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A most excellent welcoming greetings with a "smile activity" which segued into a brief reminder that smiling can calm the mind and body – nice, creating a safe space for the rest of the Skill. ~CB
The “what made you smile this week” opening was very nice and clearly enjoyable to the group, creating a sense of camaraderie and safety.
Going to the group first (in this case, for the definition of compassion) communicates that participants’ thoughts and input are important and that enhances the sense of safety.
Reference to the excellence of last week’s facilitator is also another way to create safe space.
Excellent going to group for examples of external forms of suffering, again, giving the group first crack and cultivating a sense of their importance to and safety within the process.
Very attentive to participants, including noticing when one was talking in response to a question, but was still on mute and providing gentle statement of that fact – all of which communicates both caring and safety.
Wonderful work NOT putting anyone on the spot when no one piped up to provide input regarding Empathic Concern, which is critical to maintaining a sense of safety.
Good wrap-up and preview of next week’s material, both of which help set participant expectation and add to sense of safety.
Excellent personal sharing of relevant stories of resilience (not suffering) – brief and vulnerable – making it safe for others to do the same. ~RK
Trini did a nice with all the slides for which she facilitated – the definition of compassion, including the biological basis for compassion, emphasizing that the biological compassion usual only applies to close circle "family" or "in group," which is a thinking trap. She did a very nice job with the three components of compassion transitioning to her co-facilitator Kathe to take up the Sense of Agency and the thinking trap of powerlessness. ~CB
Great overview/ reminder of the Eight Worldly Concerns, pulling in comments/input from the group made over the course of the session.
Great summary of the Thinking Traps on that slide, and going to the group for their thoughts on them and which ones are challenging for us, with excellent validation of participant input. ~RK
Although we did not do the actual exercise, Trini did a great job with explaining the Break Out Activity for the three-components skits and later the actual Contemplative Practice (gold star! 😊) ~CB
Bright and humorous description of Breakout, including references to previous participant input as a possible partial aspect of the breakout skit. ~RK
Trini did a nice job describing the RW and MD for this Skill – to be done as "homework." She covered the "rules of the road" for MD, always important for facilitators to remind folks. ~CB
Good job practicing this assignment as homework since it’s one that can be cut from the session if time is running short. Very good job including reminders of what aspects are in place for a live RW/MD to apply when connecting virtually outside of class. ~RK
I believe Trini did exceptionally well in all the areas of Skill 8 on which she facilitated, including the activities about which she described.
Nice close to opening “smile” check-in, relating the calming effects of smiling back to Skill 1 and the emotional awareness and equanimity aspects back to Skills 2 and 3 as well as the gratitude aspect of Skill 6. Good use of “overview” slide. ~CB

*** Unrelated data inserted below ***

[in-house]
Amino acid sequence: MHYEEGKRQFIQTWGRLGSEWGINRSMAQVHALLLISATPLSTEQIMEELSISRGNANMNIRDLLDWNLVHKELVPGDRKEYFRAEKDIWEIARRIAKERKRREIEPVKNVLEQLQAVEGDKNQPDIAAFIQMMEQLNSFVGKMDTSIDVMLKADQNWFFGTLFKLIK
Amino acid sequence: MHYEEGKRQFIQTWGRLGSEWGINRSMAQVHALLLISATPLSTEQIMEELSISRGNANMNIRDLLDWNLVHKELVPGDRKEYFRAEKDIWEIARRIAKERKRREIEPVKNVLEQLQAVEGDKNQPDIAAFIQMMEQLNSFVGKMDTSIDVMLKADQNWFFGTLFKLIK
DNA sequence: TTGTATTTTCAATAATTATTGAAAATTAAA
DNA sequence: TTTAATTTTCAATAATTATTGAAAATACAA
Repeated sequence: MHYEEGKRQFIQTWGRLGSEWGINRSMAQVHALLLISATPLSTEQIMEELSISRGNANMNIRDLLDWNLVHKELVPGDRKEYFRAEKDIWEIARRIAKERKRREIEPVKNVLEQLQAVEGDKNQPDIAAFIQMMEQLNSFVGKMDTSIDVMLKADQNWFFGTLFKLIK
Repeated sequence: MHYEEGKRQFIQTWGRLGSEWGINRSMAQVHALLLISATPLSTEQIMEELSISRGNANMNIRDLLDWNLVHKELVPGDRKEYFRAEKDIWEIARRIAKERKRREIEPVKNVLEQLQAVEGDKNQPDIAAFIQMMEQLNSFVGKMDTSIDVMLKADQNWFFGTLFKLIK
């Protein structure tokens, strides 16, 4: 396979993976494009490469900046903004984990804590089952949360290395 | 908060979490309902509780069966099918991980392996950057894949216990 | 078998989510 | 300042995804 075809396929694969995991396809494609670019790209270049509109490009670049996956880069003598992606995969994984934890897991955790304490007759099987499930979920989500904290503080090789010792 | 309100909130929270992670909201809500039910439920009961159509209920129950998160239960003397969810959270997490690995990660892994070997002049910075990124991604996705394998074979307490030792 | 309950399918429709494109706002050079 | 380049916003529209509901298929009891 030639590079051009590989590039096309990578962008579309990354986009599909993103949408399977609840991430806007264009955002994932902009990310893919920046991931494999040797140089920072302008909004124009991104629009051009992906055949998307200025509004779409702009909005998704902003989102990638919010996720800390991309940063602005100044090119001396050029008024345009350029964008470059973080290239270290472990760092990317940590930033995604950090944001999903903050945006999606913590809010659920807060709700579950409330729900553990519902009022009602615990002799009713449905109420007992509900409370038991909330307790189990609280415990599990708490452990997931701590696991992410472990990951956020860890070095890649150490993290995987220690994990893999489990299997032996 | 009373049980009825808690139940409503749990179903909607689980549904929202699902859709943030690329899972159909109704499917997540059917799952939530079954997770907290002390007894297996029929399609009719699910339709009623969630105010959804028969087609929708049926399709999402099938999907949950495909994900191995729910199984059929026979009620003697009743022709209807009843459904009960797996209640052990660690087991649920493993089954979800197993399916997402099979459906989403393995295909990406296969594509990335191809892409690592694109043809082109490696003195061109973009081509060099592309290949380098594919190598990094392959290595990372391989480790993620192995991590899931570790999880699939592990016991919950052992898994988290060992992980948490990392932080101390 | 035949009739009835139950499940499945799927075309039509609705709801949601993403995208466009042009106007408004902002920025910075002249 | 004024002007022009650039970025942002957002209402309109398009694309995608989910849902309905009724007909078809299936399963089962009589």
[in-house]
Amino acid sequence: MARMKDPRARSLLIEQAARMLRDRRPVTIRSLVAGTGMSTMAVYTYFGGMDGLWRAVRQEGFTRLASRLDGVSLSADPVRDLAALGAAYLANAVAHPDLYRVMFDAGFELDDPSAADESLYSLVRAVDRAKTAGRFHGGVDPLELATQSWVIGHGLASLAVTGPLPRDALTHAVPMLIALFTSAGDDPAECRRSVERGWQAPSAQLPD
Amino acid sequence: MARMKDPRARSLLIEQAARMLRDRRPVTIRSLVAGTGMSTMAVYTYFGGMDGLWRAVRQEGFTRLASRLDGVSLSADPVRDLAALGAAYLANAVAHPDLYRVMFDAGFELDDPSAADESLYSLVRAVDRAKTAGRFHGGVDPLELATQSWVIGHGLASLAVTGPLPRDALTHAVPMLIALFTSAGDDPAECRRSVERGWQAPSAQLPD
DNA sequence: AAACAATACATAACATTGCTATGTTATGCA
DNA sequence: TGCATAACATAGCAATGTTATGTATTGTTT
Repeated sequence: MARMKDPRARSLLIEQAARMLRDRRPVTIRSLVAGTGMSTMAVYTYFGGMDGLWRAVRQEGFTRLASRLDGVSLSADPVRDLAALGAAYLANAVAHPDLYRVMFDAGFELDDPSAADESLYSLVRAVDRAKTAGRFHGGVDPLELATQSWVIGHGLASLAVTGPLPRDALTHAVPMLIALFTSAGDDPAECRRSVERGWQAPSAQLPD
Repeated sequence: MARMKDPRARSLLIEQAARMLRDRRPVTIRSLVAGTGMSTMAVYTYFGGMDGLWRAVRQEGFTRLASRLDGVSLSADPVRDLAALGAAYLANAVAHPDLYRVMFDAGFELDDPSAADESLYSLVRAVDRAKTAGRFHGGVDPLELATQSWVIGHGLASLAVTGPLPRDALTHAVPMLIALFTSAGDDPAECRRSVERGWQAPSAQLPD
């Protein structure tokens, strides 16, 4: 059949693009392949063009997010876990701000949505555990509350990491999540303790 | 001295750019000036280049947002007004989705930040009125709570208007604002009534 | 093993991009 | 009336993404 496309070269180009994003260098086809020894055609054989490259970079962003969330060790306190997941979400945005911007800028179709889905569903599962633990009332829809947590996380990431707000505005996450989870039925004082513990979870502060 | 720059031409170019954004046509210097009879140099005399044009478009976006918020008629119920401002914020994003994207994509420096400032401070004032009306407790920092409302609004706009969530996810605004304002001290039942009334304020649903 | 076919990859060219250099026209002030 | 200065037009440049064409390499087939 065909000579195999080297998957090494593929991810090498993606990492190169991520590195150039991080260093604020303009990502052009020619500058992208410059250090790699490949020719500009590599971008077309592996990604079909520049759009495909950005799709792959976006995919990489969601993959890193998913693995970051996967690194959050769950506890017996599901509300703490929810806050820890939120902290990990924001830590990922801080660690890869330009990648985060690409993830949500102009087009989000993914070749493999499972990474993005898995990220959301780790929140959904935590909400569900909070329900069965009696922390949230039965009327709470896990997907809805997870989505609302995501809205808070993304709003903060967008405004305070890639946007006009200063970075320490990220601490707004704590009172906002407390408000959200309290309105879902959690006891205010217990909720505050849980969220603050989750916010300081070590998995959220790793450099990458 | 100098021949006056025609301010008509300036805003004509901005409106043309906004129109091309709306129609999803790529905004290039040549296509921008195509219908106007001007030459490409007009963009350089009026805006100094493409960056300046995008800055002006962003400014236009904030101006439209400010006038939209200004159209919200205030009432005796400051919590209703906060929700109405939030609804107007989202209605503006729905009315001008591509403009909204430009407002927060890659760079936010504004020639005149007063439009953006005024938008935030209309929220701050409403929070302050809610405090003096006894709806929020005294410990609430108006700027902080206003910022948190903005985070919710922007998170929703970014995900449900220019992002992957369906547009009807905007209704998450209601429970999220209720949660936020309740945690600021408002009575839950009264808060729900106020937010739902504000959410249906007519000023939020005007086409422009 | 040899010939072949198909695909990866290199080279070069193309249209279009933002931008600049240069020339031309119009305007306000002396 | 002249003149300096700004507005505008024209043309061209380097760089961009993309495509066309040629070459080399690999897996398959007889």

Nice personal story to reflect alleviating pain (man with a magic wand). The mother story was also evocative of compassion and provided a good segue to the slide depicting a mother tending to a sick child, and effectively reinforced the biological basis of compassion.
Generally very good with segues and, in particular, the segue about alleviating suffering being different depending on who’s suffering - friend, enemy or stranger – providing a preview of or telegraphing that portion of the skill.
Excellent paraphrasing and recapping of participant input, recalling and sharing bits and pieces through the course of the lesson.
Great reminder that compassionate acts need not be grand, and that compassion can be actualized in very small acts (including personal example of giving water to a homeless person on a hot day).
Provided a great description of Empathic Concern after the group did not pick up the invitation to provide one.
Excellent invitation to share observed examples of a Sense of Agency, including good telegraphing of compassion as a motivation and excellent reference to the one-over-many aspect of Empathic Concern.
Excellent incorporation of your empathic distress/concern sponge metaphor CE. ~RK
Nice job. See above.
Silence can be golden, but when it last longer than a certain period of time, subjectively it becomes very uncomfortable for the facilitator (I know, I have experienced it! 😊) I am not sure if a little more patient waiting would have produced more sharing with Trini and the group, but that is the only aspect that might be improved. Not unique in Trini's case. Overall outstanding job. KUDOS. ~CB
Check-ins need to reinforce how participants are using/embodying the skills and practices over the course of the preceding week, particularly the analytical practices.
Providing a full example of the skit activity (in which one of the three components of compassion is absent in the first iteration) is often helpful to participants in completing the Skill 8 Breakout; otherwise, they can spin their wheels a bit clarifying their charge once they’re in their breakout groups.
Sponge metaphor CE could use more tightly focused debrief questions. ~RK